Sky Beats BT in Share Price Battle

BT may have acquired the rights to broadcast the UEFA League beginning in 2015, but analysts say Sky is the better value investment

Allan C. Nichols, CFA 12 November, 2013 | 9:16AM
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 BT Group (BT.A) announced over the weekend that it won all live U.K. television rights to the UEFA Champions League and UEFA Europa League games for the 2015-16 through 2018-19 seasons.

BT is paying roughly £900 million for the seasons. While we were quite surprised to see  British Sky Broadcasting (BSY) lose the rights, we are pleased to see the firm acting rationally from a finance perspective. We don't see how BT can earn enough to justify the price it paid when even BSkyB, which has much greater scale, passed on the deal.

We wonder if BT's objective was to try to force BSkyB to pay up for the rights to hurt it financially, and the firm called BT's bluff. Another possibility is that this provides BT with greater leverage in negotiations regarding wholesale deals with BSkyB. Regardless, we continue to think BT's shares are overvalued.

BSkyB has done a great job of aggregating some of the best content available and then marketing its services. More than a decade ago, the firm began to enter exclusive deals to carry major sporting events in the United Kingdom. In addition, it acquires rights to many first-run movies and U.S.-produced series, which are becoming increasingly popular in the U.K. While it resells the majority of its purchased content to other television carriers, it also produces its own shows to distinguish its product. This capability was enhanced by the completion of a new production facility in 2011.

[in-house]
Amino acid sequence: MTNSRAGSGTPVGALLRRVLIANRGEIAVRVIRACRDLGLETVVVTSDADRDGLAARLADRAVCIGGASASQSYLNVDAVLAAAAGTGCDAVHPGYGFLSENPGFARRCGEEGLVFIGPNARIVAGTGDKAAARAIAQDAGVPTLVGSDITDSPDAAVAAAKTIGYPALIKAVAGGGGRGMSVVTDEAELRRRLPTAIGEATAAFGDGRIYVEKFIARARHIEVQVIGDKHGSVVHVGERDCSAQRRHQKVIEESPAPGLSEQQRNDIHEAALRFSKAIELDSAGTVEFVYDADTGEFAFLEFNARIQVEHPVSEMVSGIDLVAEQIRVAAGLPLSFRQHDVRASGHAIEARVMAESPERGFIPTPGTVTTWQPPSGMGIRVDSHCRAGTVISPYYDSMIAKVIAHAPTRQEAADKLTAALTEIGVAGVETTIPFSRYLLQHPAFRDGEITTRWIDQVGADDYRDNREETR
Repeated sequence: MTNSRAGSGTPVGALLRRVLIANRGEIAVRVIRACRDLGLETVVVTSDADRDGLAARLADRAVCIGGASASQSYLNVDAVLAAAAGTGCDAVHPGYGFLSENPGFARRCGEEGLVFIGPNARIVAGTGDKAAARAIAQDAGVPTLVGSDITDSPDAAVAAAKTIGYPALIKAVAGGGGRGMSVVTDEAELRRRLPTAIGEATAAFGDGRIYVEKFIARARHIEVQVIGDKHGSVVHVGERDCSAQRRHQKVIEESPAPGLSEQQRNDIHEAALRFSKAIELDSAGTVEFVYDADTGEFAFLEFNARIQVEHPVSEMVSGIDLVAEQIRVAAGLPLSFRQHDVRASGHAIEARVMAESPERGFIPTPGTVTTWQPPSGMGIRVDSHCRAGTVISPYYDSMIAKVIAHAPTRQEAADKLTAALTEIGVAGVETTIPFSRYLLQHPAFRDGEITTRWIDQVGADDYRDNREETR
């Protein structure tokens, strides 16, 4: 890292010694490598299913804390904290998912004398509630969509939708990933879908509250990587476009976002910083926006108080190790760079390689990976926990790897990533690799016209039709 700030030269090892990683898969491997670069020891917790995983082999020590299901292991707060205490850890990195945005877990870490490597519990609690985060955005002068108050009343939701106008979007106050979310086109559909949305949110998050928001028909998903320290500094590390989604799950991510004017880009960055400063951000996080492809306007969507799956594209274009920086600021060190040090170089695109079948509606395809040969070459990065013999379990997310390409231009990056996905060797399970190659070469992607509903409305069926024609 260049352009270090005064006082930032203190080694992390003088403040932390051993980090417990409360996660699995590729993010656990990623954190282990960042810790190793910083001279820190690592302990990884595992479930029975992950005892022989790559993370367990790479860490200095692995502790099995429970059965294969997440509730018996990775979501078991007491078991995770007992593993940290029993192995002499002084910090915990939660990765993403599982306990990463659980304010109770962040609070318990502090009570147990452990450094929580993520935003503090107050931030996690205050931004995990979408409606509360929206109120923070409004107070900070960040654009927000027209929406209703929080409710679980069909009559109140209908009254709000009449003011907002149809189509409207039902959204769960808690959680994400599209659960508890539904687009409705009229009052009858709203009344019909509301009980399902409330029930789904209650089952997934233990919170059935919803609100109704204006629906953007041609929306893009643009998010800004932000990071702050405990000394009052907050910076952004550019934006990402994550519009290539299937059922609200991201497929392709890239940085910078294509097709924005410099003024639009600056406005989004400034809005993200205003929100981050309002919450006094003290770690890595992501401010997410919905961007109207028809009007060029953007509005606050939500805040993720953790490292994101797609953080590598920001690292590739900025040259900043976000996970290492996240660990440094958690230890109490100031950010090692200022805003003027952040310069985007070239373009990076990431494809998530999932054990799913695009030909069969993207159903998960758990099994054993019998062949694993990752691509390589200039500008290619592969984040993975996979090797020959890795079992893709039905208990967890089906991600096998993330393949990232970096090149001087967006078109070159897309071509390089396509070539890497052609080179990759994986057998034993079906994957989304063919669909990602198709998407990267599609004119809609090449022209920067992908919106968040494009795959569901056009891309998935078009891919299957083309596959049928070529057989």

The new building has several studios, including one that is large enough to hold an audience and produce live shows, such as game or talk shows with a live audience. As a result, BSkyB has outperformed its competitors by consistently expanding its television subscriber base. In addition, it is selling additional services, such as high-definition television, DVRs, second set-top boxes, and video on demand. All of these services increase average revenue per user and increase profitability.

The firm also offers broadband and phone service. These businesses have grown rapidly and are now similar in size to Virgin Media and Talk Talk, though they are still smaller than those of BT Group, the incumbent telephone operator. In fact, BSkyB and BT have been gaining the majority of the net new broadband subscribers in the U.K. for the past several quarters. While the firm doesn't have the scale in broadband and telephony that it has in pay TV services, the profitability in these operations is improving faster than we anticipated.

The competition in these segments is much more intense than in television, so BSkyB will never have the scale and moat in broadband and telephony that it does in television, but the incremental business is improving the firm's margins and free cash flow for now.

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Allan C. Nichols, CFA  is a senior stock analyst and international investing specialist with Morningstar.